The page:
Throughout the duration of my stay, Italy was in a level ‘orange’ lockdown, the second most serious in terms of restrictions. I read on the news that you weren’t supposed to leave your house without a form that could inform police where you were headed to. I never saw anyone in town with one, and most restaurants and shops stayed open. That said, the streets were always quiet, especially so in the morning. A few people would be out walking their dogs, but I never had to wait in line for coffee. I think I was often the first customer of the day. 

I would make my way back up the steps to the church, where I would sit at the bench now bathed in sunlight until the clock struck 9. I thought a-lot about the fisherman, and what their day consisted of. Waking, walking to the sea, wondering what they would catch that day as they head out of the harbour, in whatever weather. I was jealous of their closeness with the water, their ability to touch it every day, to watch the way the clouds changed with the seasons; for their weeks and months, tallied in fish and net repairs. 

Otherwise, as I sat in front of that church, I watched green geckos pick their way across the courtyard, while the cats napped. I would puncture the styrofoam espresso cup with my nails, thinking about how it would never decompose. I would let the minutes tick by as they pleased. Often, I thought of nothing at all. 

There is something about a place that is so kind to its mornings, and of course, I could say wonderful things about Agropoli’s afternoons and evenings as well.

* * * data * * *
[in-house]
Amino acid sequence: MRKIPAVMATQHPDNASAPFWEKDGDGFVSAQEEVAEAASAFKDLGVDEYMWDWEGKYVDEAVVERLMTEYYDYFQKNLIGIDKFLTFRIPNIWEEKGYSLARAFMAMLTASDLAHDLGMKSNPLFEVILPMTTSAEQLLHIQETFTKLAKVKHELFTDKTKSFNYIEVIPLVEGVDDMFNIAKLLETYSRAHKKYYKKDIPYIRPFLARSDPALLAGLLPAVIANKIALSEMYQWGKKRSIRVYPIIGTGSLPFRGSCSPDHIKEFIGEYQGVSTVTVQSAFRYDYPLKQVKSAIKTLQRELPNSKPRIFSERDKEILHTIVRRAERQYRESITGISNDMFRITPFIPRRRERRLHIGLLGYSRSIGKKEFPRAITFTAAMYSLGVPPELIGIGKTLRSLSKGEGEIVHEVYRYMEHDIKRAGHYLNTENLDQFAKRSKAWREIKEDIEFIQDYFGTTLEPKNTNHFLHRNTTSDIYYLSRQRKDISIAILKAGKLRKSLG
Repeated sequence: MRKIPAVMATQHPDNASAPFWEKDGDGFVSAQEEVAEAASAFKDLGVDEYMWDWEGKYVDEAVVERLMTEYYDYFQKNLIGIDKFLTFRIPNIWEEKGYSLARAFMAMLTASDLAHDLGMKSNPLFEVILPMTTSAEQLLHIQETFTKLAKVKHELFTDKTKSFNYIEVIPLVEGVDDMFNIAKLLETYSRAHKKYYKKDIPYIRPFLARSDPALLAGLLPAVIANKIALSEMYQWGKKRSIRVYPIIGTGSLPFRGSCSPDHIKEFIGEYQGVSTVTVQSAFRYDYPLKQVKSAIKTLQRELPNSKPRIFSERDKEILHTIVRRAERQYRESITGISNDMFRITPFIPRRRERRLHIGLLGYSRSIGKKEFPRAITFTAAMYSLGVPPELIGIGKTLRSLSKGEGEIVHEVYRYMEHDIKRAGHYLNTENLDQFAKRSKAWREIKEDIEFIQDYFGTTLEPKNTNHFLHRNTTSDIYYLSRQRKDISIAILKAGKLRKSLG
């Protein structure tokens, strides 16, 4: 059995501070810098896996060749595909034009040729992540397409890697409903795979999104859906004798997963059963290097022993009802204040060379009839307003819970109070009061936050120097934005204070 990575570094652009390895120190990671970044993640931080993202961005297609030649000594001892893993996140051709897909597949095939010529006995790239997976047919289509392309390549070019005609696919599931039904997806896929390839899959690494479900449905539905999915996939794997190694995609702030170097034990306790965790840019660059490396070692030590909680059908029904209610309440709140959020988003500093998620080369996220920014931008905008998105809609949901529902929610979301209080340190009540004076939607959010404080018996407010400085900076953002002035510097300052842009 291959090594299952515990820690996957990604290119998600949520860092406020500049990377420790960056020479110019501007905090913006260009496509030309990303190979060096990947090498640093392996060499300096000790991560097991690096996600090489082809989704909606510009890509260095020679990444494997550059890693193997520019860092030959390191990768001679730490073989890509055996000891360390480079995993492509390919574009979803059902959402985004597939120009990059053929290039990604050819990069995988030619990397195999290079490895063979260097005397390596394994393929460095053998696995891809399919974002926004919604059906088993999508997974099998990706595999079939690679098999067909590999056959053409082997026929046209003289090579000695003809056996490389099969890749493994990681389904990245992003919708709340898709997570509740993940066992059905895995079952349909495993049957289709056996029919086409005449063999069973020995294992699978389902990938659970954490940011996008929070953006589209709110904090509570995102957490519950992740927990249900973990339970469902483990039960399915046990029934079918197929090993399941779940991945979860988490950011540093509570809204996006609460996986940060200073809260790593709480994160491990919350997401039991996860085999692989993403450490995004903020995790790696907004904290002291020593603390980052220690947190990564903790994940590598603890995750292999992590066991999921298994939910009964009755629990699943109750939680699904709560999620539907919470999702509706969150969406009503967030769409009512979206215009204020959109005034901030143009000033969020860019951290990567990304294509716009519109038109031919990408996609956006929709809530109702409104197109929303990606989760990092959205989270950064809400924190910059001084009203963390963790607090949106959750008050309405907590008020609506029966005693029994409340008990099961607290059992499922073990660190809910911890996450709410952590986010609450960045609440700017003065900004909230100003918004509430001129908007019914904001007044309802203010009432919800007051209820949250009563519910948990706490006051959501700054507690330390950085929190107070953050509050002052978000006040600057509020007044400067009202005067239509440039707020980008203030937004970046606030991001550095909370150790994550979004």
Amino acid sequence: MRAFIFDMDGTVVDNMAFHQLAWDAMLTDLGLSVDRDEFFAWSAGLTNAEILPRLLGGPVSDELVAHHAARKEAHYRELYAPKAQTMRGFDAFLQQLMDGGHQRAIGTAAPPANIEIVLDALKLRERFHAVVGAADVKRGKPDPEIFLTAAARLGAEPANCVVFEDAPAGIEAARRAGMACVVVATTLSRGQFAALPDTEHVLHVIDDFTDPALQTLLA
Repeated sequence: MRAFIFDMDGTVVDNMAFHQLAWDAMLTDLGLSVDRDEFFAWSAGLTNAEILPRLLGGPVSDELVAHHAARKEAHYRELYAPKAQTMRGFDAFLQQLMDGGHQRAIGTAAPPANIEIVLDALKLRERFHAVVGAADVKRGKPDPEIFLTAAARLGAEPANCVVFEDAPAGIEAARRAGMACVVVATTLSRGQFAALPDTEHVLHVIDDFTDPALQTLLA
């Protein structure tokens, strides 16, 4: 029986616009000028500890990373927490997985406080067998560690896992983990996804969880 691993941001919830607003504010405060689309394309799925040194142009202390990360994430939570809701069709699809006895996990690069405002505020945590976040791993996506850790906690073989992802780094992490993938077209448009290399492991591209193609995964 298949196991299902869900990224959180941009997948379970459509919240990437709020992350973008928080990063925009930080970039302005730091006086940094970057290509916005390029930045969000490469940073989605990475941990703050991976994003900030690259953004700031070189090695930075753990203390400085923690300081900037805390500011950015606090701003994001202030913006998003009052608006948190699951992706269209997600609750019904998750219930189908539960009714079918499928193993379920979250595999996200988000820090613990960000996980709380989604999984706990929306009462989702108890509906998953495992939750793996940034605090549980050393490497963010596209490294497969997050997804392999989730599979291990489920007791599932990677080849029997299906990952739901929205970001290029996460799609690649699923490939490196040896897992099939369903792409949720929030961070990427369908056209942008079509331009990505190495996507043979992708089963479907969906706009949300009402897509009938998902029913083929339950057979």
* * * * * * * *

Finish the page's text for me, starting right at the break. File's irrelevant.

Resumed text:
Like the deli I went to for lunch, and bought heavy slices of lasagna from. The supermarket on Corso Giuseppe Garibaldi, where Rino, the man who worked the checkout, told me how to properly prepare baccalà. Or Trentova beach, a 30 minute walk down the coast to the south, where the waves came in long and rough, where I suntanned on Easter Sunday amid fully clothed Italians, who knew that it was actually still quite chilly outside, that the real heat was on its way. I could write about the buffalo mozzarella farm I biked to one Saturday in the country, or the train ride from Naples, that passed under the shadow of Vesuvius, that statuesque deity. 

But really, when I think of the precious time I spent there, I am brought back to the mornings, the blue and the white and the wet of them. If anyone asks, you can tell them that's what Agropoli is known for. 

- Kylee Pedersen is a writer and editor currently based in Alberta, Canada.


Place Recommends:

Going inside a cosmic house in London,

And listening to a walk through Venice.


Join us next week for another journey.